Rodio placed charity over business, and he would regularly discount the prices on items in his store if he knew that someone needed the break.
“I think it was more of a mission than a business,” explained Brantner. “His job there was to bring people together. I think he probably gave away more than what he sold at the store. When no one was watching, he was doing good.”
“He turned every single thing into a gift,” added Russell. “He was always there to assist the vulnerable, and that included the homeless, or those in need of friendship.”
Russell recalled the time that Rodio found out about a woman in Philadelphia who was struggling with various health issues that she and her husband were facing. The couple needed a new mattress, and several people in Oxford who knew about their difficult circumstances wanted to put some money together to help them. Not only did Rodio offer the mattress at a discounted price, he loaded it up on his own truck, delivered it to the woman’s home in Philadelphia, and set it up for her.
According to Grace Gutzler, that kind of generosity was typical for Rodio. She saw his good deeds all the time.
“He was always a great friend,” said Gutzler, who worked at the store one day a week to help him organize the eclectic items that he sold. “He just wanted to help people. He was always willing to help someone. He was always thinking about others.”
Russell explained that Rodio donated display space in the store so that jewelry and other gifts could be sold specifically to raise money for Dawn’s Place, a non-profit organization that assists women who have been exploited.
Rodio was not a tall person, but he was extremely large in stature when it came to the impact that he had on those around him—a fact that numerous people shared when remembering his life.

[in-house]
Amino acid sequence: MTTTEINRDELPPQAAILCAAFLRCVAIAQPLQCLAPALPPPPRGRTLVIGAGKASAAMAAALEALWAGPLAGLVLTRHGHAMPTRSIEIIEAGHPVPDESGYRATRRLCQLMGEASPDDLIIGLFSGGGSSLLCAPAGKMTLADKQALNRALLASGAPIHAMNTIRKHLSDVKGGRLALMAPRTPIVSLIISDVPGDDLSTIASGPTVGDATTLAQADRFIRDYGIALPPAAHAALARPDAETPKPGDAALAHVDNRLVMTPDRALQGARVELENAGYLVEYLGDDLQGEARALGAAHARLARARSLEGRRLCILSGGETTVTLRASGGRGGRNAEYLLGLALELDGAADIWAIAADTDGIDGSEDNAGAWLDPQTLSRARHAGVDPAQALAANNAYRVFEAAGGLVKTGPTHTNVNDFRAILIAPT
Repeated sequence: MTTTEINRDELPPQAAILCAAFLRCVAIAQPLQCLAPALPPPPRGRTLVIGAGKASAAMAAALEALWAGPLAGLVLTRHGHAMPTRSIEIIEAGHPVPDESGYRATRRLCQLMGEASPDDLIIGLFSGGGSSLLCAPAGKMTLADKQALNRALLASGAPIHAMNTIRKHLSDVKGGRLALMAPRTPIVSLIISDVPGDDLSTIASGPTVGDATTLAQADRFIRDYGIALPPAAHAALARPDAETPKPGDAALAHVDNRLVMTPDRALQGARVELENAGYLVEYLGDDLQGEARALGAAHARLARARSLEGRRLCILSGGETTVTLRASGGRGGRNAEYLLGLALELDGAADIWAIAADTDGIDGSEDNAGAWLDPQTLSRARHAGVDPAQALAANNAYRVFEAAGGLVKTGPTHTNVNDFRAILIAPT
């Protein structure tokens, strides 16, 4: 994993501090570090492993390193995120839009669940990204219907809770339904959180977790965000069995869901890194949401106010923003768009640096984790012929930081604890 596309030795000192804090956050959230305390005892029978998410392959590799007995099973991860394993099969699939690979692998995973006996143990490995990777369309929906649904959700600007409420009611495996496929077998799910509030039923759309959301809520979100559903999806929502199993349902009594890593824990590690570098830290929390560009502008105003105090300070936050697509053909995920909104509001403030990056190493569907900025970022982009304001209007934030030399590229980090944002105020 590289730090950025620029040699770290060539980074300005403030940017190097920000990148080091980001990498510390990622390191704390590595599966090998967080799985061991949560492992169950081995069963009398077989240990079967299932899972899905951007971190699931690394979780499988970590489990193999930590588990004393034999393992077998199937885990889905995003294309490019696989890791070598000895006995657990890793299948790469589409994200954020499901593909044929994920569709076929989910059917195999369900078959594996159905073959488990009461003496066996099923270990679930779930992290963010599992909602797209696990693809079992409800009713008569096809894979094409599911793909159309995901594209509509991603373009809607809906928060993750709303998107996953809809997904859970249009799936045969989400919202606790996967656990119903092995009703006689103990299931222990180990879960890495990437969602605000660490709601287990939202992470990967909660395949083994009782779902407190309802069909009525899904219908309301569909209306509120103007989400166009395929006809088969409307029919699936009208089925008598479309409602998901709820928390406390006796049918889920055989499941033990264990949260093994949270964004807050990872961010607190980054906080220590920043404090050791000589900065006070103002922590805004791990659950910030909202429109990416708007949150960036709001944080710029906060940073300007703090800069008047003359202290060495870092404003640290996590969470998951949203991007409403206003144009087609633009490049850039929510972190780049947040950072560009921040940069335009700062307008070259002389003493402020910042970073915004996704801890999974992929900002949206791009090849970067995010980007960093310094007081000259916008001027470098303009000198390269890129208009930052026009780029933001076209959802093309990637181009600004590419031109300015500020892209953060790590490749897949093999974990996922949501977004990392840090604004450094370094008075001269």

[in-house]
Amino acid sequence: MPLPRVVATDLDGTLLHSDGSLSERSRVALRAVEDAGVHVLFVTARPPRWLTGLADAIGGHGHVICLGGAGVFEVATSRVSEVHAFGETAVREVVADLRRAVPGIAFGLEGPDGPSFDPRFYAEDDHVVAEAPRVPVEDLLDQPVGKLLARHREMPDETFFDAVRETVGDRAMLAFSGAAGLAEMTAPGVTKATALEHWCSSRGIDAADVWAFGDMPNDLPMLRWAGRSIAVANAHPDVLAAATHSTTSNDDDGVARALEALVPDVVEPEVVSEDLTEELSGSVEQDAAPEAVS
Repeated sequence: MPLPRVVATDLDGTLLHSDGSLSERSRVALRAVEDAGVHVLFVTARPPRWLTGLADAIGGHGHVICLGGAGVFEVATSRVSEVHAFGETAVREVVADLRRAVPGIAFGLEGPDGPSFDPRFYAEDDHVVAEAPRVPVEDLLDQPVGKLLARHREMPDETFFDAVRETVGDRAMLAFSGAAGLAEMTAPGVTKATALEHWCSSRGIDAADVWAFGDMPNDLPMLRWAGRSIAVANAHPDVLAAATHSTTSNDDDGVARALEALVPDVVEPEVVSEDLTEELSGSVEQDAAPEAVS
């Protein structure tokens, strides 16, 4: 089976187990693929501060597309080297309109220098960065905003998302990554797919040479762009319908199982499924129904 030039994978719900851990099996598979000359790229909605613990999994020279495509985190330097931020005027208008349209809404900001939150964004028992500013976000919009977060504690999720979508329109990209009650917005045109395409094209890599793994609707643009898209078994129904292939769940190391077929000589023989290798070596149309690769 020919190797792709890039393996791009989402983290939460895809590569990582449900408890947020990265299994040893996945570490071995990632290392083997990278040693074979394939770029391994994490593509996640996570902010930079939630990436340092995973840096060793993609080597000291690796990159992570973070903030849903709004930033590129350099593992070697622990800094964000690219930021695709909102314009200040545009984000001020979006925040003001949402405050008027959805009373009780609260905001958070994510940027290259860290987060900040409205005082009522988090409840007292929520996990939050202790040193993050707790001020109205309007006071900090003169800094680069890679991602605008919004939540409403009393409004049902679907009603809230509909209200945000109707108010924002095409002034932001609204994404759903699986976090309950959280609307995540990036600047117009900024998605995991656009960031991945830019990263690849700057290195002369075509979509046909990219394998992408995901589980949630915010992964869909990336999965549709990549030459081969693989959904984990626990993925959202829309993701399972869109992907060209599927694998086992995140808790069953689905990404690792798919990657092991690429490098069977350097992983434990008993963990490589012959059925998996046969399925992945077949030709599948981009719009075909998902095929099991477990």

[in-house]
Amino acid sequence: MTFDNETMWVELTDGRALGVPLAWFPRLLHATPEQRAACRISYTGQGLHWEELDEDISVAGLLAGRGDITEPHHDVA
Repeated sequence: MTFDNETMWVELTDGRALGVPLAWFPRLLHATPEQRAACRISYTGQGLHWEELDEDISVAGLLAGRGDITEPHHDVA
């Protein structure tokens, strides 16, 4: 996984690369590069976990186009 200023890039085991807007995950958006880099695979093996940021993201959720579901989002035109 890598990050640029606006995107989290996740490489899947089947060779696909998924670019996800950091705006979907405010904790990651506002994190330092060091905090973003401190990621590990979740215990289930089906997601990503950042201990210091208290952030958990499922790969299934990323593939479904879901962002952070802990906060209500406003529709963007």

Rodio was 75, but looked and acted like he was much younger. In addition to spending time with his two sons and his grandchildren, Rodio loved music and played guitar. He also liked biking and hiking, and as an avid runner, he was thinking about entering a distance race with family members later this year. Brantner pointed out that he showed no signs of slowing down.
“Age did not mean anything to him,” she explained. “Nothing stopped him, and I think that’s part of the reason why we’re all so stunned by this today.”
Donna Hosler, the executive director of Oxford Mainstreet, Inc., talked about the limitless energy that Rodio approached each project with, and about how he was a person who could be counted on to get work done.
“He was very involved,” Hosler said. “He didn’t just show up, he did the work that was needed to get things done. He did it all and he never slowed down. He was everything that you could want in a good citizen. And his love of Oxford was great.”
Several people talked about how the only way to move forward after such a tremendous loss is to continue the work and volunteer efforts that were so important to Rodio—the best way to celebrate his memory is to follow the example that he set during his life.
“I’ve been thinking about this, about how to honor him, and I think we all need to follow his example and volunteer,” said Hosler.
“He committed himself to Oxford, and we all felt it,” said Cole. “He still had much, much more to do here, and now it’s up to our community to pull together and make strides to finish the things he started. The void of not having him here in town with us will be felt for a very long time.”
“What he created,” observed Brantner, “will never go away. He left a legacy.”
“Everyone just loved Jerome,” Gutzler said. “He was always doing something for others. He enjoyed life. Oxford is not going to be the same without him."